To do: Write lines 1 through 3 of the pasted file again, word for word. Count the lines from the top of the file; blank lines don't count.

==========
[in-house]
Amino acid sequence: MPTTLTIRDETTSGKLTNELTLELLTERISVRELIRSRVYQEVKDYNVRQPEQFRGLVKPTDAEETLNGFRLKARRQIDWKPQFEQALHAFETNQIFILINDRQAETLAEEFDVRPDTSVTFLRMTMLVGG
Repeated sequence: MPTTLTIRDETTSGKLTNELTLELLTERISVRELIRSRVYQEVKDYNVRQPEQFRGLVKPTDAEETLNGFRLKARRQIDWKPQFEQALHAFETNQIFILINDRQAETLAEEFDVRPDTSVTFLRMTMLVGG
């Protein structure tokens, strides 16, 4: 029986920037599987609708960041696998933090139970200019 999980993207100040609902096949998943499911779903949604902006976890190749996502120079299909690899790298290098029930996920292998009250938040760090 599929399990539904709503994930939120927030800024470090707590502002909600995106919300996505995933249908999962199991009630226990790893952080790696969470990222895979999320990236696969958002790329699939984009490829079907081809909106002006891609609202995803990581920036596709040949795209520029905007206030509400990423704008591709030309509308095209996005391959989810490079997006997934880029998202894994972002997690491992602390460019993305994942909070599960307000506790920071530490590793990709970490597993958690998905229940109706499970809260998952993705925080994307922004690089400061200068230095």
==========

[in-house]
Amino acid sequence: MPTTLTIRDETTSGKLTNELTLELLTERISVRELIRSRVYQEVKDYNVRQPEQFRGLVKPTDAEETLNGFRLKARRQIDWKPQFEQALHAFETNQIFILINDRQAETLAEEFDVRPDTSVTFLRMTMLVGG
Repeated sequence: MPTTLTIRDETTSGKLTNELTLELLTERISVRELIRSRVYQEVKDYNVRQPEQFRGLVKPTDAEETLNGFRLKARRQIDWKPQFEQALHAFETNQIFILINDRQAETLAEEFDVRPDTSVTFLRMTMLVGG